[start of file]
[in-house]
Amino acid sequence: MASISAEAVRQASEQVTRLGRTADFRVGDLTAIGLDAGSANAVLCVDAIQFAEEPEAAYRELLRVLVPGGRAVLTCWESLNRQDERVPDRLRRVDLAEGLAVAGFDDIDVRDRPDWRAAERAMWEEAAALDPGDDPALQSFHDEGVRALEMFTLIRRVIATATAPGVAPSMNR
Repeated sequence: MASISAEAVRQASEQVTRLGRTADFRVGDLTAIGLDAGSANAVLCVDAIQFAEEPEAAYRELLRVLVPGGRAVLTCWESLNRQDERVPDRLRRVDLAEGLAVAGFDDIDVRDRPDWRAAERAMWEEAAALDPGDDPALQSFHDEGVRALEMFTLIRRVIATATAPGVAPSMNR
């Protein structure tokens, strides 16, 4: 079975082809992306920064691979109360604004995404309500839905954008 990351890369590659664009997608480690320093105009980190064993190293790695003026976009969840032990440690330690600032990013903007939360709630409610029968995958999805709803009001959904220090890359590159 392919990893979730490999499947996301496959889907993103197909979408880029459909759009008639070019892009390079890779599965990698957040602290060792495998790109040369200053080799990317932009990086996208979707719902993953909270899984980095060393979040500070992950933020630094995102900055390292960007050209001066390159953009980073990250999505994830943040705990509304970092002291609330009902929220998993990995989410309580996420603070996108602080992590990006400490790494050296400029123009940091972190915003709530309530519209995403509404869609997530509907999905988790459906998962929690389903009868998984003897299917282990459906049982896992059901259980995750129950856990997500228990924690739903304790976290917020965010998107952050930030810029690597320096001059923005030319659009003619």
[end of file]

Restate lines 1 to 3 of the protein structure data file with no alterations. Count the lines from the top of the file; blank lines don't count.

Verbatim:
[in-house]
Amino acid sequence: MASISAEAVRQASEQVTRLGRTADFRVGDLTAIGLDAGSANAVLCVDAIQFAEEPEAAYRELLRVLVPGGRAVLTCWESLNRQDERVPDRLRRVDLAEGLAVAGFDDIDVRDRPDWRAAERAMWEEAAALDPGDDPALQSFHDEGVRALEMFTLIRRVIATATAPGVAPSMNR
Repeated sequence: MASISAEAVRQASEQVTRLGRTADFRVGDLTAIGLDAGSANAVLCVDAIQFAEEPEAAYRELLRVLVPGGRAVLTCWESLNRQDERVPDRLRRVDLAEGLAVAGFDDIDVRDRPDWRAAERAMWEEAAALDPGDDPALQSFHDEGVRALEMFTLIRRVIATATAPGVAPSMNR